financial checklist for newlyweds

Financial Checklist for Newlyweds

Share on facebook
Share on twitter
Share on linkedin
Share on whatsapp
Share on email

Of the many exciting and potentially stressful items on the to-do list prior to or after getting married, is to organize joint finances. Hopefully, conversations around finances have already been had prior to getting married so that each spouse has a good idea of the other’s financial situation. Having these conversations are extremely important because it helps avoid any financial surprises once the knot is tied. Marriage is ultimately a legal action as much as it is an act of faith, commitment, or love. Once married, spouses share in each other’s finances. This article will provide a financial checklist for newlyweds to ensure you start your marriage off on strong financial footing!

1. Determine How You’ll Manage Day to Day Finances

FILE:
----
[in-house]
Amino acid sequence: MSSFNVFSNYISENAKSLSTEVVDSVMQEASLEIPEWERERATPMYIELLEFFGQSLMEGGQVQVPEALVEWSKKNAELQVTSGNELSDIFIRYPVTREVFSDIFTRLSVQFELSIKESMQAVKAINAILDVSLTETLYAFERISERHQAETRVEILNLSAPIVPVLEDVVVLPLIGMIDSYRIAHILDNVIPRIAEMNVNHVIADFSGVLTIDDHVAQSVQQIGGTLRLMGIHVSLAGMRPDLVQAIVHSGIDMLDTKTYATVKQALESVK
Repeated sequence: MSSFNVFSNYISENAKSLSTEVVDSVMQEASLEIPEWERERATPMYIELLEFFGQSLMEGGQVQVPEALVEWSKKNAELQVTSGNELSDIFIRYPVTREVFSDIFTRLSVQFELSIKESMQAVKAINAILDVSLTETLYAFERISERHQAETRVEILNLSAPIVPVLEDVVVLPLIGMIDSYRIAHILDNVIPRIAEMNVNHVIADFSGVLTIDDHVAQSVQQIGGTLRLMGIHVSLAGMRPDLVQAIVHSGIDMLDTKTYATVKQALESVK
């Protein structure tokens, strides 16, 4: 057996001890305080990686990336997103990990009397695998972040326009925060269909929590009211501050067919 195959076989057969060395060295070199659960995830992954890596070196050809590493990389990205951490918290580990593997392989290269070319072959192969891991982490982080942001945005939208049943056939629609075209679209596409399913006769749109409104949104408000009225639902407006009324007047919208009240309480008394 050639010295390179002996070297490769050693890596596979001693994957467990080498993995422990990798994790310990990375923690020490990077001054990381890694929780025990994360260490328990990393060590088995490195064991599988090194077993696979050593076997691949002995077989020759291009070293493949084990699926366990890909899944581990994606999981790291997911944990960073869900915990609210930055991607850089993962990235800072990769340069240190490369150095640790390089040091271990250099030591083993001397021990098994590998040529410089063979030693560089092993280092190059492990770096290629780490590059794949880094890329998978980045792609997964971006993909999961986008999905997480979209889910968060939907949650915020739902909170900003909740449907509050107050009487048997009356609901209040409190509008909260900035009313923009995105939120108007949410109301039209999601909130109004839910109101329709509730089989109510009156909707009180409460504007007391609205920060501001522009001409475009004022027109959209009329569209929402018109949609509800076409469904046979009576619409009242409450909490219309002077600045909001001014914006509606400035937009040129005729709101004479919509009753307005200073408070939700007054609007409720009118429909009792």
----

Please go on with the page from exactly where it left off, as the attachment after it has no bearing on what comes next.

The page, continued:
There isn’t a right a wrong way to manage day-to-day finances once married. Some couples prefer to add their spouse as a joint owner of their accounts and close any individual accounts. Others, choose to maintain separate accounts and continue to manage their variable expenses separately.

The key it to ensure a conversation is had about savings/investments rates and how you’ll split expenses. If you’re both making relatively the same income, saving to retirement accounts at the same rate and splitting living expenses makes sense. If one spouse is making significantly more, ensuring both spouses are still able to contribute retirement accounts while the spouse earning more takes on a larger role in paying for livings expenses could make sense. It’s important both spouses feel empowered in managing joint finances and that there’s a clear plan in place for managing the day-to-day living expenses.